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Q&A With Baseball America's Jim Callis

Jim Callis, is the Executive Editor of Baseball America and considered one of the most informed minds in baseball. Jim was kind enough to answer a few questions surrounding scouting, the Rays system, and the future. I hope you all enjoy this interview and please visit and subscribe to Baseball America.

To check out the interview, click on the entry link.

Matt Bishoff: As the Executive Editor of Baseball America, you have clearly been in the business for a long time, and have definitely witnessed the sabermetric transition in baseball. How has this effected the game, and in what capacity?

Jim Callis: In the last 20 years, the quality and quantity of statistical analysis has exploded. There's a much greater appreciation of on-base percentage, obviously, and I think the most groundbreaking work is getting a better sense of exactly how much defense and individual defensive players/performances are worth. I do think the influence on scouting and the amateur draft has been overblown. Scouts consider performance, and that's nothing new. And high school and college stats are not anywhere close to translatable to the point where they're especially useful.

MB: What are your expectations for the Rays this season, and the following 2 seasons?

JC: Well, I jumped on the Rays in 2010 bandwagon a year ago--I really think they can be a legitimate contender in 2010. If their pitching stabilizes quickly, they could even contend in 2009. But 2008 will probably be more growing pains, though at the same time I think they will break team record for victories (currently just 70 games).

MB: We have heard a lot of the hype about the Rays farm system, and have heard plenty about the top prospects. Who is one player in the Rays system who you think is unheralded and deserves more respect?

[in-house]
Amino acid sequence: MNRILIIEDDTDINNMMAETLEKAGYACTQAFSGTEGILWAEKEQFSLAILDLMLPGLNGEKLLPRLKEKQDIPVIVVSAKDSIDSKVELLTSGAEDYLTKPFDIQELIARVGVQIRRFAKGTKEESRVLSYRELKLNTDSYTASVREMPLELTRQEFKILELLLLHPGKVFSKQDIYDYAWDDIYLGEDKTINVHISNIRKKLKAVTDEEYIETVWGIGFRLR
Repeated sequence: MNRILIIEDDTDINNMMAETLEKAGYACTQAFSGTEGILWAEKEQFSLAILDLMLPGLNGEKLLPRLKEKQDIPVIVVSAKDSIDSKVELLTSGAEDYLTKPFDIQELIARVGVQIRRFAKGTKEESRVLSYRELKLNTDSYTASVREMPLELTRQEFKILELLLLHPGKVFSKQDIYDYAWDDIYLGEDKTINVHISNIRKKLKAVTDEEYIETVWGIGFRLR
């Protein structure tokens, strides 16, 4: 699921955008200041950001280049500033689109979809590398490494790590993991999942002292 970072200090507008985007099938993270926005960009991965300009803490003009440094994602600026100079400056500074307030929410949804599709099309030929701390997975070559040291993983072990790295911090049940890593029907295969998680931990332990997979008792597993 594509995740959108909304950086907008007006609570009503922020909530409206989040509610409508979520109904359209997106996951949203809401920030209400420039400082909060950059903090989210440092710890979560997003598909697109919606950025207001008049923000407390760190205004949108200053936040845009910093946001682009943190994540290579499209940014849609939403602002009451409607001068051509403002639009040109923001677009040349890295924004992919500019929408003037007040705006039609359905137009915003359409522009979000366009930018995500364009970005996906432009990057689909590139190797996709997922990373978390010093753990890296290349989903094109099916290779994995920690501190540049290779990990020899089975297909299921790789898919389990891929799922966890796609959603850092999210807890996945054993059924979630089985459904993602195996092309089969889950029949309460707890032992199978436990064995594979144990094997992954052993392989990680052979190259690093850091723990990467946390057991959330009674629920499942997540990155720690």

JC: I'll give you a player and a pitcher. Glenn Gibson is new to the system (Elijah Dukes trade) and has yet to pitch in full-season ball, but he's a pretty polished lefthander. I think John Jaso is the best catcher in the organization, a guy who can hit and play solid defense--provided he stays healthy.

MB: A lot has been made about highly-touted prospect Desmond Jennings. Many have made comparisons between D.J. Jones and Desmond Jennings. Are these comparisons legit and do you see D.J. as a quality MLB-type player?

JC: I think those comps are legit. They're both outstanding athletes from the South who were raw when they signed. The biggest difference, of course, is that Jennings had the big breakout 2007 season in low Class A. Jones has the potential to be a big leaguer, but he also has a lot to prove.

MB: When looking at young pitching prospects, what are some unique traits that can separate 2 players with similar skill sets?

JC: I think you'd be looking at things like performance and projectability. They may have similar stuff, but who misses more bats? Does one of them project to improve more than the other? You'd also want to look at their mechanics and determine if one guy was a significantly higher injury risk compared to the other.

MB: If there were 3 players throughout the Rays system to build a franchise around, major leagues included, which 3 would you choose?